Disease-Preparedness in Africa: From Ebola to COVID-19
As the pandemic swept across the globe, many experts looked to West Africa’s experience with Ebola for lessons on how to respond to the crisis. W. Gyude Moore, a former Liberian top public official in Ellen Johnson Sirleaf’s administration and current SFS Centennial Fellow, played a critical role in supporting the Liberian response to the West Africa Ebola outbreak and helped to shape its post-Ebola strategy. Moore, now a visiting fellow at the Center for Global Development, talked to Quartz about how Ebola, though devastating, left Senegal, Liberia, Sierra Leone, Côte d’Ivoire and Nigeria better prepared for COVID-19 than richer countries with more sophisticated health systems. He reflected on his experience battling Ebola in Liberia, saying, “It’s better to over-prepare than to overreact. In Liberia, we based our preparation on what we knew of outbreaks that had happened in the past and, when the outbreak exceeded anything that had happened before, we were grossly unprepared.”
Moore also emphasized the importance of collaborating with trusted community and national leaders to encourage public compliance with prevention measures. He recalled how the Liberian government worked with the country’s head Imam to inform Liberian Muslims about the risks associated with bathing the bodies of deceased loved ones, a key component of Islamic burial practices.
In an interview with Devex, Moore, who now lives in Washington, D.C., expressed frustration that countries involved in fighting the Ebola outbreak seem to have forgotten the lessons West Africa learned. “During the West Africa outbreak, people came from the U.S. to help us respond, and people here [in the U.S.] know what needs to be done, but what’s been missing is central guidance,” he said. He believes there is a misconception that African countries were overwhelmed during the Ebola crisis due to poverty, but Moore says that “only accounted for how quickly the system was overwhelmed, not that the system was overwhelmed.” The U.S. may come to a similar realization if it does not take the necessary steps to anticipate the demands of the virus on the healthcare system, according to Moore.
Konyndyk, who was director of USAID’s Office of U.S. Foreign Disaster Assistance from 2013-2017, led the U.S. government’s humanitarian response to the Ebola outbreak in West Africa. In an article in The Economist, Konyndyk drew on his experience in the response to Ebola, suggesting that ordinary citizens are unlikely to follow quarantine restrictions if they do not feel cared for and respected.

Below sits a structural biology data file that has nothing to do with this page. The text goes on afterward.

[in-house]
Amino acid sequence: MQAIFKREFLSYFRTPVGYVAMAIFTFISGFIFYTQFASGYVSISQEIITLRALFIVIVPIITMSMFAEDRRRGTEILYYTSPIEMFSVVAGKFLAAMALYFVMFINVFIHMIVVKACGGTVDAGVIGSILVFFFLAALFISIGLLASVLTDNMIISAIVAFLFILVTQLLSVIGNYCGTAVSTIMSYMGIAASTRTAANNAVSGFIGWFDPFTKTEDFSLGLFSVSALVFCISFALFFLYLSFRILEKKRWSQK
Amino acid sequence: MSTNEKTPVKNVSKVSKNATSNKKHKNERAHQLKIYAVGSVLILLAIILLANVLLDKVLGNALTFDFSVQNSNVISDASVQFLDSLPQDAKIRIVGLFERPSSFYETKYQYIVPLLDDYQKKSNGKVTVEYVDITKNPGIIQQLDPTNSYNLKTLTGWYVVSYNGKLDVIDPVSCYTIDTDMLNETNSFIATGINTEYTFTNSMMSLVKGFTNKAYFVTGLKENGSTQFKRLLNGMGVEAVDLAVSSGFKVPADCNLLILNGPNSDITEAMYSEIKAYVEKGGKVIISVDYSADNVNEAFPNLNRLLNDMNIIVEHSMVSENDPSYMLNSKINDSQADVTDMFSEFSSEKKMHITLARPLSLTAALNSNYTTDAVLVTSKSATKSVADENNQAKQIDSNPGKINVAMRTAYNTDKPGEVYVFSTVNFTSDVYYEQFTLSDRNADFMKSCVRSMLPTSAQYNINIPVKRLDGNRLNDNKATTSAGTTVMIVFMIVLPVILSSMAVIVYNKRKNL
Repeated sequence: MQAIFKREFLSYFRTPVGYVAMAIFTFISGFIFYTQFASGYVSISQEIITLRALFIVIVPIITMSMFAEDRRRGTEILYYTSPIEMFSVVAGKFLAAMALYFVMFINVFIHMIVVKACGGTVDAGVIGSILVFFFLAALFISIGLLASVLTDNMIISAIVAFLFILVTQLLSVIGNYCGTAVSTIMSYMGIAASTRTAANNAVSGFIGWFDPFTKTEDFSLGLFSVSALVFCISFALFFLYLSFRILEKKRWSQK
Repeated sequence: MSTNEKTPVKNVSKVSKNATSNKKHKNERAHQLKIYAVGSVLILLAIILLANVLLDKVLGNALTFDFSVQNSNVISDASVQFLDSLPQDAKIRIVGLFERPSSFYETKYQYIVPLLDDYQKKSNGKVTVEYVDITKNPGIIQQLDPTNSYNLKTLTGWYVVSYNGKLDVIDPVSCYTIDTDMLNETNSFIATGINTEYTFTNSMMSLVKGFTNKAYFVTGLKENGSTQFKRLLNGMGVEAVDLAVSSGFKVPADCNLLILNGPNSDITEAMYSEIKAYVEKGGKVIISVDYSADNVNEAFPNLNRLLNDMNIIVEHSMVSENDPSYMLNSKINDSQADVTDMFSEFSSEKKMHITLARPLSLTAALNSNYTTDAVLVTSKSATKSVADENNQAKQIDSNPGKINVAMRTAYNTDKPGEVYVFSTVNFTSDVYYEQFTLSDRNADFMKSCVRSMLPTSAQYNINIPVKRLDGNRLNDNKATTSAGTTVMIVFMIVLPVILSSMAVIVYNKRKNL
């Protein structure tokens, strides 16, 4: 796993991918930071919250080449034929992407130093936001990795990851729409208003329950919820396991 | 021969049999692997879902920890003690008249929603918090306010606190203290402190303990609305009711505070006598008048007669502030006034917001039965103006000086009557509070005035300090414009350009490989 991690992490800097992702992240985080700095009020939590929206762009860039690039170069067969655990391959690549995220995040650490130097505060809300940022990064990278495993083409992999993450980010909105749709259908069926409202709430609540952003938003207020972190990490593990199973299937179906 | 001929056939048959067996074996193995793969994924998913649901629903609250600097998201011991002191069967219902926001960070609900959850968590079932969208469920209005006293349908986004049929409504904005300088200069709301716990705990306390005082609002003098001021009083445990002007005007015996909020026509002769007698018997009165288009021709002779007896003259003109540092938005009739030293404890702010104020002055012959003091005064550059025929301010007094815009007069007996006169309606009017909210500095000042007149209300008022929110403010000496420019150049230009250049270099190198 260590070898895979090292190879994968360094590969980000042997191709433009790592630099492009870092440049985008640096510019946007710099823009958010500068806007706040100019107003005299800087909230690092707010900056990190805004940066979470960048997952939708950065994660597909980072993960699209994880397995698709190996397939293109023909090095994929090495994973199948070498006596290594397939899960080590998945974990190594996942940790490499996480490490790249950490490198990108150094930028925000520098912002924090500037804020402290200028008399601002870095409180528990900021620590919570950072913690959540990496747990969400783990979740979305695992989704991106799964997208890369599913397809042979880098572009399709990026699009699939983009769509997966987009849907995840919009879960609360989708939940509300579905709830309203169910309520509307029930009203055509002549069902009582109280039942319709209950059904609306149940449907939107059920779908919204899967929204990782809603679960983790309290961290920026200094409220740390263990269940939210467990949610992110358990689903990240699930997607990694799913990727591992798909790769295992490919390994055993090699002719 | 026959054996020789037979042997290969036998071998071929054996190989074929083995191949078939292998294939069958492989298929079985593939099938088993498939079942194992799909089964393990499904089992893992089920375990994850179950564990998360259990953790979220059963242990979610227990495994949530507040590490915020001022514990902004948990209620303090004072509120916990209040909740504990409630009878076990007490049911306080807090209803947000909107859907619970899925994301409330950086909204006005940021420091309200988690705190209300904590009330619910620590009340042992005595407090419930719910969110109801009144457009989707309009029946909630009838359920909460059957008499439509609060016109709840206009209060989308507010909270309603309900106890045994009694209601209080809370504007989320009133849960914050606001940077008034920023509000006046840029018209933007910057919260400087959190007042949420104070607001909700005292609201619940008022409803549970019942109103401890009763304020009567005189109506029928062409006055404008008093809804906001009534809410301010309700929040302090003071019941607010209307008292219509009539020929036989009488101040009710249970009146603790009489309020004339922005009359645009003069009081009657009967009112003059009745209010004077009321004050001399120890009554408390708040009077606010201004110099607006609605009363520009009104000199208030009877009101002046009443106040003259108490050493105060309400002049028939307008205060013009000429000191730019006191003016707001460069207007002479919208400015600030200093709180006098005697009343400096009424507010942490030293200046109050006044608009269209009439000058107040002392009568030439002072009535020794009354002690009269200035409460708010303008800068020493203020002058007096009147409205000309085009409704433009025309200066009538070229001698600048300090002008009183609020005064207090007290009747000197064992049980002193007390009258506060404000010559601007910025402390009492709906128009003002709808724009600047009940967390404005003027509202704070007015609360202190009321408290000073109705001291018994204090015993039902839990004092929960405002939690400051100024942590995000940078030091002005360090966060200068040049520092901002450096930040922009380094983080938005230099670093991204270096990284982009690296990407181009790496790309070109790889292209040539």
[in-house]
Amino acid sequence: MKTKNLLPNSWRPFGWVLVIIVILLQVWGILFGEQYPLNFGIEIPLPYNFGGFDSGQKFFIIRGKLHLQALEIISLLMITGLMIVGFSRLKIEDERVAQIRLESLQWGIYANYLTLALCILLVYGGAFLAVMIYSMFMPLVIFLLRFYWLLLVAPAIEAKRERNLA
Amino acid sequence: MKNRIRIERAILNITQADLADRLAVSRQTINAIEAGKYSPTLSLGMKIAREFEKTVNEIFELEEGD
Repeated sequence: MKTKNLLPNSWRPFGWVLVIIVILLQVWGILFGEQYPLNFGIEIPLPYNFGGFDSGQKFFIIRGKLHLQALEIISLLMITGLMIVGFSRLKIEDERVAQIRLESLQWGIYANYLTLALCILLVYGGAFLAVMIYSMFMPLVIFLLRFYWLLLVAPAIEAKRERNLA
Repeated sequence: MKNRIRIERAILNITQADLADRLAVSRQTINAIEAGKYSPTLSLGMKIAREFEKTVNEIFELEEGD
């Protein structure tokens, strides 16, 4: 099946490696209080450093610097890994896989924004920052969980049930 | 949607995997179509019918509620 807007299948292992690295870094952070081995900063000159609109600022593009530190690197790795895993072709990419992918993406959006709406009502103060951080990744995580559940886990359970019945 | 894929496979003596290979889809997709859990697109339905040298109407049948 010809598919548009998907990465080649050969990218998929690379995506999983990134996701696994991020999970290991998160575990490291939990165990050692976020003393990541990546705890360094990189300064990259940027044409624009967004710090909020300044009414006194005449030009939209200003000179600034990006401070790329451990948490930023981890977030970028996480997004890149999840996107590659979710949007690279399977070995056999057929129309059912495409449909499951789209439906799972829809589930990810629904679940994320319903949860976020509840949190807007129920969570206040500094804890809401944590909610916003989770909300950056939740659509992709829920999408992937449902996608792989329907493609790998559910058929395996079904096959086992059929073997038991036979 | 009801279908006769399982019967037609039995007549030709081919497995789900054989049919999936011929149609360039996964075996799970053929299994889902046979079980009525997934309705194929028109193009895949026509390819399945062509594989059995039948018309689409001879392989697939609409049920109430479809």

When the quarantine in Wuhan was imposed, many countries chartered airplanes to evacuate their citizens from the region. But for the more than 80,000 African students attending university in China, many African embassies do not have the capabilities to send their citizens home and responsibility for their care has fallen on the Chinese government. In a Today News Africa article, Moore says the scenario is a reflection of the increasingly important relationships between China and African nations that extend beyond the business and economic ties often emphasized when assessing the regions’ relations. “China’s relationship with Africa was not just business-oriented, it’s human,” he said.
Professor Ken Opalo believes that the African response to the pandemic has highlighted the need for more descriptive studies of the continent’s economies. In an article for Daily Nation, Opalo explained that, although most African economies differ greatly from their counterparts in other regions around the world, the pandemic response of government and development agencies on the continent was “eerily similar to those in wealthier economies.” He argues that efforts such as lockdowns, hand washing advice, tax breaks, business loans and interest rate cuts are largely ineffective in regions where a large proportion of the labor force is dependent on daily earnings and many do not have reliable running water sources. Opalo calls for greater data collection and knowledge production on the continent to better inform government responses. “African governments should invest in making their economies more legible,” he said. “Policymakers must understand that their economies are not simply Denmark waiting to happen.”
Assessing U.S. Efforts to Tackle Coronavirus
The first confirmed case of COVID-19 in the United States was reported on January 20, 2020 in Seattle, Washington. In the following months, U.S. policymakers and public health officials have mobilized responses to face the crisis. But experts question domestic preparedness levels in the United States.
The Trump administration convened a special coronavirus task force to direct the U.S. response, but Dr. Rebecca Katz tells TIME that the task force was “missing some major players in the world of global health security.” No one from the Department of Defense, the U.S. Agency for International Development or the Department of Agriculture was included.
In the New York Times Dr. Katz also fact-checked statements by President Trump, including his assertion that the virus will likely disappear by April. “I think there is a lot we still don’t know about this virus, and I’m not sure we can say definitively that it will dissipate with warmer weather,” said Katz.